Cathy Marlow.  Interesting.  She’s my first love–after I’ve had my first lover (the Hispanic woman whose name I wish to God I could recall), earlier this summer.  (I was in love with a girl named Ginger, in the first grade, but I didn’t understand this feeling then–this time, I understand it.)  Cathy Marlow–also the only time I will ever experience love-at-first-sight.  Yes, I see her as I enter the cafeteria at Camp Lee.  Our eyes meet for an instant, as she talks to her friends–and I just know–and so does she.

She’s a brunette who could so easily be one of those classic Hollywood actresses whose likenesses I would post on my blog in the next century. Easy on the eyes, indeed.


The youth from Christ United Methodist Church and Smyrna Baptist Church meet together in the fellowship hall.  Pick a partner–Cathy and I pick each other.  And sing, “I love you in the love of the Lord, Oh I love you in the love of the Lord.  I can see in you the glory of my King, and I love you in the love of the Lord.”  Her eyes are far brighter than mine.

And we end up walking together in a nearby meadow–this Georgia peach and I.

And we meet again and again in the blinding sunlight over the next few days–and kiss and cuddle–and talk.

It’s now the day before we take the bus back to Mobile–and I’ve received underground word that some of the couples are going to be making out in that same meadow tonight.

I meet Cathy Marlow near the pool.  She’s especially hot in that black swimsuit. And I invite her to join me in the meadow tonight–in the most delicate way possible.

And here she lies–apparently.

“I’m not ready for that–my ex-boyfriend just got my best friend pregnant.”

I explain to her that I can’t stand it–that I can’t be with her at all if I can’t get more intimate with her.

“From the moment I met you,” she says, “I knew that you were special.”

And we kiss, and part.

And that night, I take the chair.

The chair–a very effective form of therapy.

One chair in the center of a circle of chairs.

Over the course of a few hours, individuals take their turns in that chair, in the dark–and get their feelings out.

No one is required to take a turn in the chair.

But this time I do.

I let it all out–how this girl honest-to-God broke my heart–and I cry my eyes out.

And an angel descends, and holds me.

Mrs. Dart.

Golden blonde with an equally golden heart.

My den mother when I was a Cub Scout–with whom I was infatuated then, and with whom I’m infatuated now.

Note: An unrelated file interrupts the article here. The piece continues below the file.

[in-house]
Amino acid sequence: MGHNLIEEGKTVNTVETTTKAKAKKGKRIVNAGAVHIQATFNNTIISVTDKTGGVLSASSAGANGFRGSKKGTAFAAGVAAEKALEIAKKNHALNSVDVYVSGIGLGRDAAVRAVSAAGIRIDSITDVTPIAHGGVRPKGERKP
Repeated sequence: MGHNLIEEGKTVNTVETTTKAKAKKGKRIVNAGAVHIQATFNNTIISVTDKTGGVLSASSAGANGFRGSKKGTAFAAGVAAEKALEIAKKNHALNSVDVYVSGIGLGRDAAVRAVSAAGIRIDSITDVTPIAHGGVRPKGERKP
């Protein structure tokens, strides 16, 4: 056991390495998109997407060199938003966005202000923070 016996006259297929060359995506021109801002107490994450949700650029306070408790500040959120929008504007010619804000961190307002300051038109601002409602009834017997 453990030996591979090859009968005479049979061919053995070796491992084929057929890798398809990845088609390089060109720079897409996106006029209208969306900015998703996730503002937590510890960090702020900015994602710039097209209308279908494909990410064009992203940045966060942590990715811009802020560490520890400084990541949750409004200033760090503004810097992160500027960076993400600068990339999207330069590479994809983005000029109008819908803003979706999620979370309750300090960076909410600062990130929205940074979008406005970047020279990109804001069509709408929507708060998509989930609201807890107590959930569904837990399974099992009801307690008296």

This angel understands–and she lets my tears soak her blouse.

That night I can’t sleep.

I get a sudden feeling of terror–as if I’m going to die.

It’s my first panic attack (or anxiety attack)–brought on by a feeling of abandonment brought on by Cathy Marlow.

The other boys in the lodge wonder if I’m okay.  I assure them that I seem to be–as I play John Denver songs on my little stereo to calm myself.

The next morning, I get Cathy Marlow’s address from her, so I can write her.

And the next night, I have a good talk with my brother-in-law Tom–who assures me that eventually I will say, “Cathy who?”

And he’s right.

Yet a decade later I write Cathy Marlow–for the first time perhaps.

And the letter is forwarded to Rome, Georgia.

Cathy’s name is no longer “Marlow”–she’s married, and has two children.

She sends me a nice photograph of her and her husband.

I cut him out of the damned thing–and paste her likeness into my journal.

And I talk with her over the phone a few times.

One night, I am speaking with her from the phone in my parents’ garage.  It is storming where she is, and her husband is away.  Her husband has one of those jobs (building contractor, I think) for which he is away from home quite often. And the thunder is making Cathy nervous.  And she finds comfort confiding in me.

And I remind her of what she said to me that afternoon in the summer of 1983–that she couldn’t go to the meadow with me because her ex-boyfriend had gotten her best friend pregnant.

And Cathy says, “I never said that.”

So Cathy was lying then–or she is lying now.

I press her–but only as far as she will allow.  Then she says she can no longer talk with me over the phone–that she is starting to get tempted.

And I’ll never know when Cathy was lying–in 1983, or in 1993.

It is to this woman’s credit that she ceased communication with me, in order to remain faithful to her husband.  But it is not to her credit that she lied to me–whenever it was.